Living with limits

About 10 years ago, when Strudwick stopped working, he began coming to the hospital for dialysis treatments to give Gloria a much-needed breather. Once the children were in school fulltime, she’d taken a job in the laundry department of a nearby nursing home. “She got the job to help pay for our daughter’s braces,” Strudwick says. “And 25 years later, she’s still there.”

 


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Although dialyzing at the hospital is less convenient than doing it at home, coming regularly to Holy Name has made Strudwick feel closer to his health care providers. The doctors, nurses and technicians, he says, have become “almost like family.”

 

His fellow dialysis patients, however, are a different story. Although Strudwick used to attend Christmas parties with the other dialysis patients when his daughters were small, he doesn’t go out of his way to socialize with them. “You’ll come in and say, ‘What happened to so and so?’ And someone will tell you, ‘Oh, he had a heart attack and passed away.’ Luckily. I’ve been able to live through it.”

 

The price of survival has been learning to live within strict limits. Al-though he’s allowed to drink a quart of fluid a day, Strudwick has trained himself to drink no more than a pint. “Last weekend, my wife and I took our two granddaughters to Lake George,” he says. “We left Friday and came back Sunday afternoon, and I don’t think I gained even 2 kilos. Some patients come back from a weekend having gained between 10 and 15 kilos; they just can’t stop drinking.”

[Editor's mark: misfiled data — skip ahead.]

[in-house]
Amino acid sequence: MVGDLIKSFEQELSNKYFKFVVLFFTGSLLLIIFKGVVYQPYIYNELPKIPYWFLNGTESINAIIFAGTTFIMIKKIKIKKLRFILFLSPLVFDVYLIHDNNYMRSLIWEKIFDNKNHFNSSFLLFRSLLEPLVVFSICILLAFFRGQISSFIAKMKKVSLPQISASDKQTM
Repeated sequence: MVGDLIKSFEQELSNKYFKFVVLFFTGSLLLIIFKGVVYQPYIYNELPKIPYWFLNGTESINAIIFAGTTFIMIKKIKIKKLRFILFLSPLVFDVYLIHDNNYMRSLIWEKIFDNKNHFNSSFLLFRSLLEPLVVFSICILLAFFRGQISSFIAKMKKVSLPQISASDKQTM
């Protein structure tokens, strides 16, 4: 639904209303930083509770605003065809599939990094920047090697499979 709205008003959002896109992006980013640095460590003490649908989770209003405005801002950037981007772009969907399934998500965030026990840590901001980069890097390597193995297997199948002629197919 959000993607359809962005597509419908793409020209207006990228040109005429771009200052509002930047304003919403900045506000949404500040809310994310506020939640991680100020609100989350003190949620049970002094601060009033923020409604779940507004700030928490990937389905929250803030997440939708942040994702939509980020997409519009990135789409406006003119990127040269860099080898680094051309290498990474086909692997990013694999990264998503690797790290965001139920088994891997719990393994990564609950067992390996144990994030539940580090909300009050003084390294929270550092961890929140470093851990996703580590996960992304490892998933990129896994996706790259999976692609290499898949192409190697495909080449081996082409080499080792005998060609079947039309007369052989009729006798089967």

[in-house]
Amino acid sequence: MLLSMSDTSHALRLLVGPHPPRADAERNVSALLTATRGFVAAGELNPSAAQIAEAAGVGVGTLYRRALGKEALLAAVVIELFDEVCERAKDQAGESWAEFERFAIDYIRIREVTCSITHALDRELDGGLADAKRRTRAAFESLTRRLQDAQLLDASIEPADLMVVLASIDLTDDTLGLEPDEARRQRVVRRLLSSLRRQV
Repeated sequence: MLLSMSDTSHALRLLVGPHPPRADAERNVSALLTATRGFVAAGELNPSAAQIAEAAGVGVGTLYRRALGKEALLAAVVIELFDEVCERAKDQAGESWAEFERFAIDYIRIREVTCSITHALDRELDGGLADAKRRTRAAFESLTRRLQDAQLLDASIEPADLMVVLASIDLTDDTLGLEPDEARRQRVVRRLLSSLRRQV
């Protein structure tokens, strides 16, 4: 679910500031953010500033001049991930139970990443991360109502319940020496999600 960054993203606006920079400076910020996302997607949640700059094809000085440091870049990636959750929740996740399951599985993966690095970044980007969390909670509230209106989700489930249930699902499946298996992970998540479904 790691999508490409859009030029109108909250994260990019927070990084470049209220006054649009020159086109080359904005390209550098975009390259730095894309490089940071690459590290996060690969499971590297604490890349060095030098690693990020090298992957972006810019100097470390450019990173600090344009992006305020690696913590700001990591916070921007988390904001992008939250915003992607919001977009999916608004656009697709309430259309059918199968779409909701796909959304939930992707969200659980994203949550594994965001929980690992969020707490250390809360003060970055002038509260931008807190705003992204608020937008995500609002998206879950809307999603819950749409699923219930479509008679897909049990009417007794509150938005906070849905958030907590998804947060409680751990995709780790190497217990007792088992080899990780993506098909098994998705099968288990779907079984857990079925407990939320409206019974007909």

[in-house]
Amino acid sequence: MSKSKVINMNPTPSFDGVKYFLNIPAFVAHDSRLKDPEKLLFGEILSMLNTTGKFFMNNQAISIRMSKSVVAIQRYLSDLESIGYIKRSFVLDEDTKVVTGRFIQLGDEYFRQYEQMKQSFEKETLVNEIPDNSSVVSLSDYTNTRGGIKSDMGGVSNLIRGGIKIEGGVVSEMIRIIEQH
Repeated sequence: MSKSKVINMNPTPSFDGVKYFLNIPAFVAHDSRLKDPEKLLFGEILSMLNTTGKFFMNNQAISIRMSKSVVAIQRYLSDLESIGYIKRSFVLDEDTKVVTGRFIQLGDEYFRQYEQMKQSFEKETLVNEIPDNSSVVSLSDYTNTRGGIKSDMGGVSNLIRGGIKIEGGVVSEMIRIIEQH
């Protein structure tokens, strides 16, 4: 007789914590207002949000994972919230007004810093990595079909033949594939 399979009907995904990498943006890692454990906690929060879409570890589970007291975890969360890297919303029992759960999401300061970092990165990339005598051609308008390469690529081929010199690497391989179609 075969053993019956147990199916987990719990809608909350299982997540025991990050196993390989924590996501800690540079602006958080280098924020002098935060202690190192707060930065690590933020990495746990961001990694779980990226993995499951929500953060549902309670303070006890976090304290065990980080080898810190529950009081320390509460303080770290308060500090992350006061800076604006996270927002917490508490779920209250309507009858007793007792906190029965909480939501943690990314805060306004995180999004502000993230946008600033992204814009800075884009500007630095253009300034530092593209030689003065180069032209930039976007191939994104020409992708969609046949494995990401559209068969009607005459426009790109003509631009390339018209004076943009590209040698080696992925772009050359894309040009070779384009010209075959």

He also knows what he can and cannot eat. “I haven’t had a banana in over 35 years,” he says. “My wife has them in the house, but I know I’m not supposed to eat them so I don’t touch them.”

 

When Strudwick wants to travel, he and his doctors must plan his trips carefully, making sure not only that there’s a dialysis center near his destination, but that it accepts patients with hepatitis. “I envy people who can just pack up and take off. I cannot,” Strudwick says.

 

He has not let these limitations stop him, though. Two years ago, one of the hospital social workers helped Strudwick get an electric scooter, which he uses indoors and out. Back and leg problems had made it difficult for Strudwick to get around without a walker, but as soon as he got the scooter, he and Gloria added a deck and a ramp to their house to help Ed navigate. “I can go around the neighborhood to visit and shop,” he says. “And when we travel, we just put the scooter in my wife’s van and go.”

 

It is Strudwick’s tenacity of spirit, Dr. Rigolosi says, that has helped him overcome so many of the problems and challenges that dialysis patients face. “The fact that we can keep Ed alive and he can go about his daily activities and lead a normal family life with his wife, children and grandchildren—that’s an accomplishment in itself,” he says.

 

Dr. Rigolosi notes, too, that Strudwick’s example serves as an inspiration for others. “Ed’s a role model. I frequently have new patients ask me, ‘How long can I live on dialysis?’ And I say, ‘We have a patient here who’s been on it for 36 years and he’s doing okay. It takes a lot of endurance and will to survive,” he concludes, “and Ed’s got them both.”